8. ^ In Vanity Fair (www.vanityfair.com)
  9. ^ Heaven (www.instagram.com)
  10. ^ according to Bloomberg (www.bloomberg.com)
  11. ^ influencers and marketers (www.theverge.com)
  12. ^ spun out of control (www.theverge.com)
  13. ^ know where the bodies are buried (twitter.com)

Appearances Suggest That Apple’s Autonomous-Car Endeavor Is Lacking

Apple’s desire to build an autonomous car is no secret[1], but until recently it’s been hard to unearth many details about its research. Now that’s changed, and what we’ve learned suggests that Apple is firmly on its back foot. In the middle of April, the California Department of Motor Vehicles granted Apple a license[2] to begin testing autonomous vehicles on the state’s highways.

It was pretty late to the show–29 other companies have already started testing driverless cars there. But knowing Apple, it could have developed a killer product behind closed doors andthen wowed the world with a big reveal. So far, that’s not been the case.

A first clue came earlier this week, when the Wall Street Journal published[3] a list of names of the engineers who would sit behind the wheel as safety drivers during the firm’s tests. Among them was a selection of engineering PhDs who have worked on robotics and autonomy projects at NASA, its Jet Propulsion Laboratory, and Bosch.

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The Journal posits that having such intellect at the wheel is a sign that tests are in their infancy. Meanwhile, Business Insider claims[4] that Apple’s new director of AI, Ruslan Salakhutdinov[5], is involved in the hiring process for new autonomy engineers–which also suggests that the company isn’t as far along in building out its team as we might have expected.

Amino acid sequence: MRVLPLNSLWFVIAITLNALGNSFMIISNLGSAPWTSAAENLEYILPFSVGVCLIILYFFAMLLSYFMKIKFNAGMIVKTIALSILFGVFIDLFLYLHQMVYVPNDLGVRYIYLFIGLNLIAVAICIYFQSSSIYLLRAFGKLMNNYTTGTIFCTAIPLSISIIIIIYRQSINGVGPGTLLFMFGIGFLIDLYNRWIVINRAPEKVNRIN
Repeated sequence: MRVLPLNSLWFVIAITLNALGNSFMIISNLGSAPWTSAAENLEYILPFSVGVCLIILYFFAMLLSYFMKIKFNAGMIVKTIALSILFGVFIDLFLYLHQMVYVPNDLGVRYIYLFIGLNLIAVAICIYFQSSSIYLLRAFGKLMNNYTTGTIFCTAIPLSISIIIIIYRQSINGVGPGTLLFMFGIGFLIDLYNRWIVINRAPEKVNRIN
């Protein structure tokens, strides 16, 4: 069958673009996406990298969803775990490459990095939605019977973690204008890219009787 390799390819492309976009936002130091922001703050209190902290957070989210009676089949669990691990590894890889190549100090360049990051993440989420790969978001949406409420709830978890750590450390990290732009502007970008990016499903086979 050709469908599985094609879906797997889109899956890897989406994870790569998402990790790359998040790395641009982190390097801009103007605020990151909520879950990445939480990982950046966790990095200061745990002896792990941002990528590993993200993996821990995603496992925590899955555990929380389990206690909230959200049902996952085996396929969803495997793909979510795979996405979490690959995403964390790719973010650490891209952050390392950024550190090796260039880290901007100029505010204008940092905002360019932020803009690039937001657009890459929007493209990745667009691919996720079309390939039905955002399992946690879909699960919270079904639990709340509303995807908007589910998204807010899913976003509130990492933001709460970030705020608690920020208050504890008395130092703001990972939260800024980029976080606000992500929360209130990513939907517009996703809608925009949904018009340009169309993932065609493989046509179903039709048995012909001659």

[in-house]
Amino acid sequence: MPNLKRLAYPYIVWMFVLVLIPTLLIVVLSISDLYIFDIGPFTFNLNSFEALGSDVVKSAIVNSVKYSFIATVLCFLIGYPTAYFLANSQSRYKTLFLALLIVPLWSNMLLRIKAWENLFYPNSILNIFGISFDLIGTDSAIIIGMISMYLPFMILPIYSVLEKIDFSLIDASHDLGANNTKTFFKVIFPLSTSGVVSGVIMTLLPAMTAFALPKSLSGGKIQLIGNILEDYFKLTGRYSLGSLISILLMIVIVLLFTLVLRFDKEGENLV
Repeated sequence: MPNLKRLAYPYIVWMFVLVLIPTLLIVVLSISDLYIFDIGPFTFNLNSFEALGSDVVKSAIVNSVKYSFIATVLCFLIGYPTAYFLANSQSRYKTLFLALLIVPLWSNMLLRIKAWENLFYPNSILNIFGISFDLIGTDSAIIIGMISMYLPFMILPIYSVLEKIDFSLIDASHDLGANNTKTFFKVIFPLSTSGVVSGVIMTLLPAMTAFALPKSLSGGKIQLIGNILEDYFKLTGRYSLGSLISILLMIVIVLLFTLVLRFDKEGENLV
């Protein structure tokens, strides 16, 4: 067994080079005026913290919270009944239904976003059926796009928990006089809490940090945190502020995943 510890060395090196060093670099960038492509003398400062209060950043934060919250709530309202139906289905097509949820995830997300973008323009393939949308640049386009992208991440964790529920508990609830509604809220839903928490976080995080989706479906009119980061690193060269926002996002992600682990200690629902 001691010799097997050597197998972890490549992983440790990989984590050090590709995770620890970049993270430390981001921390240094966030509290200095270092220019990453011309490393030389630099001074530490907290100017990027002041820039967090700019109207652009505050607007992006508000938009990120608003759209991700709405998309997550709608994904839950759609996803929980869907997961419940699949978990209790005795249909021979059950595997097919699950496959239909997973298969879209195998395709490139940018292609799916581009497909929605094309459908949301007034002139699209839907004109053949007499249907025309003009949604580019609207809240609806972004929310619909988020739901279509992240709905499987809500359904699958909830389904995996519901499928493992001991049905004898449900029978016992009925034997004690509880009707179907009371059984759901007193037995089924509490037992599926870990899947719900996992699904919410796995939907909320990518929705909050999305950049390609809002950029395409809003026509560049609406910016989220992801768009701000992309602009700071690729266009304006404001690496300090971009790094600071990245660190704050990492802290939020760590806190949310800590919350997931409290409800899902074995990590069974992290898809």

And a kicker: images acquired of Apple’s autonomous Lexus[6] as it drove around Silicon Valley. While no autonomous car is yet a sleek-looking object, Apple’s vehicle doesn’t look to be from 2017. Decked in scaffolds front, rear, and top to hold many of its sensors, it bears rather more in common with some of the vehicles that rolled into the DARPA Urban Challenge back in 2007 than it does with those being tested by Waymo or Uber.

Still, a little over six months ago, reports swirled that Apple’s driverless-car project was on the ropes[7], with senior management issuing a firm deadline of late 2017 by which to show that the technology was worth pursuing.

With that threat looming over the team, perhaps making the car look nice was way down the list.

(Read more: Bloomberg[8], Wall Street Journal[9], Business Insider[10], “Apple’s AI Director: Here’s How to Supercharge Deep Learning[11],” “Apple’s Car Plans Are on the Ropes[12],” How Might Apple Manufacture a Car?[13]“)

References

  1. ^ no secret (www.technologyreview.com)
  2. ^ granted Apple a license (www.bloomberg.com)
  3. ^ the Wall Street Journal published (www.wsj.com)
  4. ^ Business Insider claims (uk.businessinsider.com)
  5. ^ Apple’s new director of AI, Ruslan Salakhutdinov (www.technologyreview.com)
  6. ^ images acquired of Apple’s autonomous Lexus (www.bloomberg.com)
  7. ^ on the ropes (www.technologyreview.com)
  8. ^ Bloomberg (www.bloomberg.com)
  9. ^ Wall Street Journal (www.wsj.com)
  10. ^ Business Insider (uk.businessinsider.com)
  11. ^ Apple’s AI Director: Here’s How to Supercharge Deep Learning (www.technologyreview.com)
  12. ^ Apple’s Car Plans Are on the Ropes (www.technologyreview.com)
  13. ^ How Might Apple Manufacture a Car? (www.technologyreview.com)